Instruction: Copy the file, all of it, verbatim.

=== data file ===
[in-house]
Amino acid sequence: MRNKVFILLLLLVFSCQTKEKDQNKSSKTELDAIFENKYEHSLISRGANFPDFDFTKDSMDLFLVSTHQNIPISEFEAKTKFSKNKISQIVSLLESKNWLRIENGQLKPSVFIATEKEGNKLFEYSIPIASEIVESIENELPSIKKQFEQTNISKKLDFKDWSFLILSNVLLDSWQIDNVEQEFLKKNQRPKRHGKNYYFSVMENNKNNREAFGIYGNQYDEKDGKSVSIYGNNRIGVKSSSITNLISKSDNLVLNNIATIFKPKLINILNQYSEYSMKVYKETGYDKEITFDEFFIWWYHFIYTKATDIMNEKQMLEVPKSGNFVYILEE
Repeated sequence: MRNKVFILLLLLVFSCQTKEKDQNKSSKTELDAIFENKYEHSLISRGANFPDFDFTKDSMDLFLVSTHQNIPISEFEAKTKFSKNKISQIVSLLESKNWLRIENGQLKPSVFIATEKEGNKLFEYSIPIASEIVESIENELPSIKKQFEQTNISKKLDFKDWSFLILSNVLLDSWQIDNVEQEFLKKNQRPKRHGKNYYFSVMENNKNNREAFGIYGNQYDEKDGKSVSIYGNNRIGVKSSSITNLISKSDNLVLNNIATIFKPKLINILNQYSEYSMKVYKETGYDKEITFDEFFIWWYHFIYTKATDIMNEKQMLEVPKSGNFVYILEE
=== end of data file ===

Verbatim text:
[in-house]
Amino acid sequence: MRNKVFILLLLLVFSCQTKEKDQNKSSKTELDAIFENKYEHSLISRGANFPDFDFTKDSMDLFLVSTHQNIPISEFEAKTKFSKNKISQIVSLLESKNWLRIENGQLKPSVFIATEKEGNKLFEYSIPIASEIVESIENELPSIKKQFEQTNISKKLDFKDWSFLILSNVLLDSWQIDNVEQEFLKKNQRPKRHGKNYYFSVMENNKNNREAFGIYGNQYDEKDGKSVSIYGNNRIGVKSSSITNLISKSDNLVLNNIATIFKPKLINILNQYSEYSMKVYKETGYDKEITFDEFFIWWYHFIYTKATDIMNEKQMLEVPKSGNFVYILEE
Repeated sequence: MRNKVFILLLLLVFSCQTKEKDQNKSSKTELDAIFENKYEHSLISRGANFPDFDFTKDSMDLFLVSTHQNIPISEFEAKTKFSKNKISQIVSLLESKNWLRIENGQLKPSVFIATEKEGNKLFEYSIPIASEIVESIENELPSIKKQFEQTNISKKLDFKDWSFLILSNVLLDSWQIDNVEQEFLKKNQRPKRHGKNYYFSVMENNKNNREAFGIYGNQYDEKDGKSVSIYGNNRIGVKSSSITNLISKSDNLVLNNIATIFKPKLINILNQYSEYSMKVYKETGYDKEITFDEFFIWWYHFIYTKATDIMNEKQMLEVPKSGNFVYILEE